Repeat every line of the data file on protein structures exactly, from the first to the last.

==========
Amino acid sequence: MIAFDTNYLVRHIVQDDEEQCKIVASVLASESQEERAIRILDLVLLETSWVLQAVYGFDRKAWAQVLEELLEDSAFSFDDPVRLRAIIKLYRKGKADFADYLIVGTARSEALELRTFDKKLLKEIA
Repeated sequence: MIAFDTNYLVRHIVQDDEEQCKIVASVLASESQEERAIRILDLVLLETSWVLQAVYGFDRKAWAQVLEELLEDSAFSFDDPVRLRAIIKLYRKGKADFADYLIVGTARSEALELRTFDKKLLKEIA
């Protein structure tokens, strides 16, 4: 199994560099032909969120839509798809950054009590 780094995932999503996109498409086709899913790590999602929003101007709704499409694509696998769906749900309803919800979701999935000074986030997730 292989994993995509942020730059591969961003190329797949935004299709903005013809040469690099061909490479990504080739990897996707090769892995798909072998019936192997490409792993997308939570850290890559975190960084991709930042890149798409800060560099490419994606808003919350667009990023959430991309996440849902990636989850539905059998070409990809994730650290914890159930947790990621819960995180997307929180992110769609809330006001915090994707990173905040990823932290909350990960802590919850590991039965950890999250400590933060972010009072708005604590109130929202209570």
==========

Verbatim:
Amino acid sequence: MIAFDTNYLVRHIVQDDEEQCKIVASVLASESQEERAIRILDLVLLETSWVLQAVYGFDRKAWAQVLEELLEDSAFSFDDPVRLRAIIKLYRKGKADFADYLIVGTARSEALELRTFDKKLLKEIA
Repeated sequence: MIAFDTNYLVRHIVQDDEEQCKIVASVLASESQEERAIRILDLVLLETSWVLQAVYGFDRKAWAQVLEELLEDSAFSFDDPVRLRAIIKLYRKGKADFADYLIVGTARSEALELRTFDKKLLKEIA
């Protein structure tokens, strides 16, 4: 199994560099032909969120839509798809950054009590 780094995932999503996109498409086709899913790590999602929003101007709704499409694509696998769906749900309803919800979701999935000074986030997730 292989994993995509942020730059591969961003190329797949935004299709903005013809040469690099061909490479990504080739990897996707090769892995798909072998019936192997490409792993997308939570850290890559975190960084991709930042890149798409800060560099490419994606808003919350667009990023959430991309996440849902990636989850539905059998070409990809994730650290914890159930947790990621819960995180997307929180992110769609809330006001915090994707990173905040990823932290909350990960802590919850590991039965950890999250400590933060972010009072708005604590109130929202209570």